Business for some stores has been slow because snow piles are keeping customers home and the storms themselves are forcing merchants to close their doors for a day or two at a time to weather nature’s fury.
“I think everybody’s having a hard time getting out of their own houses,” said Courtney Grady-Calcione, owner of David-Max, 187 Main St. “I don’t think the issue is down here on Main Street. The town has done a phenomenal job. I was beyond impressed this year, honestly.”
She said the sidewalks have been cleared and after the heaviest storms tractors scooped up snow banks and the piles were hauled away. An estimated 50-plus inches of snow have fallen since Jan. 1 at the National Weather Service station at T.F. Green Airport in neighboring Warwick.
David-Max is a home goods and artist boutique that provides custom refinishing of furniture, so the business has two revenue streams.
“Sales are better than they were last year, but it has been dead in here,” she said as she snuggled her pet Boston Terrier Brolin while a single shopper roamed the store on a Saturday morning, usually a busy time in better weather.
“Custom refinishing is what saves me,” she said, whether a customer hauls in a bedroom set or an end table or Grady-Calcione picks it up.
“Even the weather keeping people in benefits me because they are looking around a noticing furniture that needs some work and they call me,” she said.
Further on down Main Street, David and Marie Schaller have found something stronger than a blizzard or sub-freezing temperatures: chocolate.
The Chocolate Delicacy, 219 Main St., had customers waiting their turns on Valentine’s Day, despite the beginning flakes whipping outside for a storm that would dump another 8 inches of snow.
“The town has been doing a good job of clearing the snow after storms,” said Marie Schaller. “But we have been lucky, too, because the way the storms are breaking, they are usually between our times. The weeks before Christmas were busy and right around New Year’s.”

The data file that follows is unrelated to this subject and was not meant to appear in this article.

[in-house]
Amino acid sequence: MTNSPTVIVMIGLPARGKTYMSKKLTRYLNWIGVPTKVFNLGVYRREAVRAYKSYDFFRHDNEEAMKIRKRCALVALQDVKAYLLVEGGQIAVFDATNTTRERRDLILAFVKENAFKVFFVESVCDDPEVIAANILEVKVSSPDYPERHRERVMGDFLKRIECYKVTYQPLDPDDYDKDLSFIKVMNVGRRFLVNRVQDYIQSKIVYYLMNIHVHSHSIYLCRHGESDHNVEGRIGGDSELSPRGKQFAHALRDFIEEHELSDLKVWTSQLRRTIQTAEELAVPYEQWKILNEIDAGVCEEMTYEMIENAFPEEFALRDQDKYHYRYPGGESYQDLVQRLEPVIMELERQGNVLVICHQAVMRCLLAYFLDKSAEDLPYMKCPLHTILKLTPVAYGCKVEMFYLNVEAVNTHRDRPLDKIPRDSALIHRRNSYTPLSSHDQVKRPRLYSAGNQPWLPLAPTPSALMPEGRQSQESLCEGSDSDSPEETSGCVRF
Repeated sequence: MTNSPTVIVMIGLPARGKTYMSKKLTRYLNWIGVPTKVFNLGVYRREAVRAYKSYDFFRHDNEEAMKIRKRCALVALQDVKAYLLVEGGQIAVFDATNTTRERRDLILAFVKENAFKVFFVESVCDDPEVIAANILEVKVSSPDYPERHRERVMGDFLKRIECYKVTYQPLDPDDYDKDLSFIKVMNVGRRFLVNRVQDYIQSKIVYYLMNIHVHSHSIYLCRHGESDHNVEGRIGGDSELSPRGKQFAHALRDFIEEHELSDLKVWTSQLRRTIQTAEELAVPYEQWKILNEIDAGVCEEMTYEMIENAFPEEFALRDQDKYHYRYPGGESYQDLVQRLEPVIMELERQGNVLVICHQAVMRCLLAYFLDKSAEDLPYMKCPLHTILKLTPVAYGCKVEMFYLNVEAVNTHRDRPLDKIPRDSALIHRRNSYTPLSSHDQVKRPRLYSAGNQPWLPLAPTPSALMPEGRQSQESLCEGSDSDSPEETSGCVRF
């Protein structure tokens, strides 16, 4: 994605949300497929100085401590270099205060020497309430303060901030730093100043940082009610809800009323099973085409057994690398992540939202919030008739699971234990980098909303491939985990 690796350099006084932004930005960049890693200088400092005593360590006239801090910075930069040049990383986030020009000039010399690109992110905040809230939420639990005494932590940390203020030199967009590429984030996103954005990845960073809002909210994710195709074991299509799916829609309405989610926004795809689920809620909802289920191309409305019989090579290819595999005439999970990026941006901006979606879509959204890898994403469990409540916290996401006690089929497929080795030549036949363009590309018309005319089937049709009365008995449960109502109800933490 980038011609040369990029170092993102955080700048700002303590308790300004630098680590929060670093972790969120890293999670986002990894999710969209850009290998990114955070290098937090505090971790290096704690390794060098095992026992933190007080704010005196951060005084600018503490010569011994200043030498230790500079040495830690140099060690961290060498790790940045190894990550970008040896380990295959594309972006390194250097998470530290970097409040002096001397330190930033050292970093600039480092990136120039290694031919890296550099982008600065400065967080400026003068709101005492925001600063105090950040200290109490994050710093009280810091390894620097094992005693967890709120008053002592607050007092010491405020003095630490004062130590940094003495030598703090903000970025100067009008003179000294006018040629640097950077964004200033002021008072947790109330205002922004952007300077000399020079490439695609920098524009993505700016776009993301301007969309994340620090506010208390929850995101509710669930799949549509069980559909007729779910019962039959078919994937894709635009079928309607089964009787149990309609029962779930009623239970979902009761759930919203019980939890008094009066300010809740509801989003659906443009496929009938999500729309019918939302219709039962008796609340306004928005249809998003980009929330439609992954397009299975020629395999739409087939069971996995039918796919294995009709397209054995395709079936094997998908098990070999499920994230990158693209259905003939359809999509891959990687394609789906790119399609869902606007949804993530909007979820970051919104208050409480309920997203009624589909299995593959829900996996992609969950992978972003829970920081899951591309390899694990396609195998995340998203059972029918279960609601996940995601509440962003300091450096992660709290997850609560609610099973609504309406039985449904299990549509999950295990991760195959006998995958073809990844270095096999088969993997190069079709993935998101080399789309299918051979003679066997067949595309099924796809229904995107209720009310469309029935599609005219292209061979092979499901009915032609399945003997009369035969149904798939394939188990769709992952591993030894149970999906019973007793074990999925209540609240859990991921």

The chocolates and candies inside the shop are an irresistible attraction even when the weatherman as he did on Valentine Day urged drivers to stay home.
Lynn Murphy said business has been ice cold at her Cooler Tees, 175 Main St., since the Christmas Strolls on Thursday nights.
“It was going awesome,” Murphy said. “I was so busy. Main Street was so busy for the holidays. I was beyond happy. But no one is walking Main Street now. I haven’t had any business since the snowstorms started. January, nothing. February, nothing.”
The store sells custom made t-shirts, as well as hats, sneakers, sweat shirts and more. Family reunion t-shirts, ladies nights out, events, cruise shirts and camp shirts are designed and produced in the store on the same kind of machines used by L.L. Bean and New Balance, Murphy said, on a tour of the store’s work area, which includes computers for design and dozens of yarns for embroidery.
“It is always quiet in January and February, but the storms have hurt us. I am having some very long days,” she said.
The chain of heavy snowstorms that began in January and continue to pound the area, forced Zuzu’s Petals, 165 Main St., to close its doors for five business days in East Greenwich, said owner Lois Hollingsworth.
“The day before the storm is quiet and the day after the storm is quiet, so business has been effected for 15 to 20 days in January and February,” Hollingsworth said. “It is really tough.”
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